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Springfield, Missouri


The origin of the name Springfield remains unclear. Writing in 1883 the historian R. I. Holcombe states, "The town took its name from the circumstance of there being a spring under the hill, on the creek, while on top of the hill, where the principal portion of the town lay, there was a field." He goes on to note, "This version of the origin of the name is disputed by the editor of the Springfield Express, Mr. J. G. Newbill, who, in the issue of his paper, November 11, 1881, says: 'It has been stated that this city got its name from the fact of a spring and field being near by just west of town. But such is not a correct version. When the authorized persons met and adopted the title of the "Future Great" of the Southwest, several of the earliest settlers had handed in their favorite names, among whom was Kindred Rose, who presented the winning name, "Springfield," in honor of his former home town, Springfield, Robertson county, Tennessee.'" [10]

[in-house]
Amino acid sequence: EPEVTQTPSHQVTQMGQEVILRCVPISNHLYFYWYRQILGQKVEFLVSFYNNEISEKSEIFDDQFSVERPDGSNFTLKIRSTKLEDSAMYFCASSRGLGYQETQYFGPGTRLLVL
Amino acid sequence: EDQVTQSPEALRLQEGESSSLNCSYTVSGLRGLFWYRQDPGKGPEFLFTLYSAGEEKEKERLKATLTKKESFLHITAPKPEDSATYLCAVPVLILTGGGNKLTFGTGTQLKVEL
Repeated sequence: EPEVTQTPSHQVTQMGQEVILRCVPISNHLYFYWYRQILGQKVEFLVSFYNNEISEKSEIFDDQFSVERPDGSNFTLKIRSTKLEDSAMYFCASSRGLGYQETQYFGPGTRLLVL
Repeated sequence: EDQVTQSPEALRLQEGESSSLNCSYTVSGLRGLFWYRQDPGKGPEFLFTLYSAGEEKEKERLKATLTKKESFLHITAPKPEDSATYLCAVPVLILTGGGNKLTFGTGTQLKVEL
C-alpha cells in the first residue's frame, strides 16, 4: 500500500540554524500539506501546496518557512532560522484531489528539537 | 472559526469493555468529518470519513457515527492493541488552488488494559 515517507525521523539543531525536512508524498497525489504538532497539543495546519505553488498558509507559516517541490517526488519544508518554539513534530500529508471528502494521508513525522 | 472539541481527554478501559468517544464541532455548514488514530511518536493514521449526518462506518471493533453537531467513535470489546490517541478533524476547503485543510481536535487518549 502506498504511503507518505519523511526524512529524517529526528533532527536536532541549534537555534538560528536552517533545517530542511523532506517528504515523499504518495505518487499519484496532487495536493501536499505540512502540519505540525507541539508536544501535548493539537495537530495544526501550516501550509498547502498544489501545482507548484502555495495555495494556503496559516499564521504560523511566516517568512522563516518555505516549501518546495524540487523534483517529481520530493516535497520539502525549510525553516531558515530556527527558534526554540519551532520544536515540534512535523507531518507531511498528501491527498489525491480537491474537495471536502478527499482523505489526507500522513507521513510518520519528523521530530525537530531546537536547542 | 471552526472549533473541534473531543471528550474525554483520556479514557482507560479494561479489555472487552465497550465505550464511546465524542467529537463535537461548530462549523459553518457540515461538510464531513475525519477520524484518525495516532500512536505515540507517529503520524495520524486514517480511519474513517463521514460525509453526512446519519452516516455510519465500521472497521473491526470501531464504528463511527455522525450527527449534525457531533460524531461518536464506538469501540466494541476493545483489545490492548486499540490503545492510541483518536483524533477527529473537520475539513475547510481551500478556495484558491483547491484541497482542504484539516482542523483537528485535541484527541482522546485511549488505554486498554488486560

The most common view is that the city was named for Springfield, Massachusetts. One story is a man from the city, James Wilson, offered everyone free whiskey who would vote for naming it after his home town of Springfield, Massachusetts.[1]



Springfield has the nickname of "The Queen City of the Ozarks."


Springfield is also known as "The Cultural Center of the Ozarks."


Springfield was once known as Moon City.


It is also known as "The Birthplace of Route 66," due to its early connection with the designation of U.S. Route 66. A plaque in Park Central Square was dedicated to the city by the Route 66 Association of Missouri for just that.

Contact minister, Terry Gooch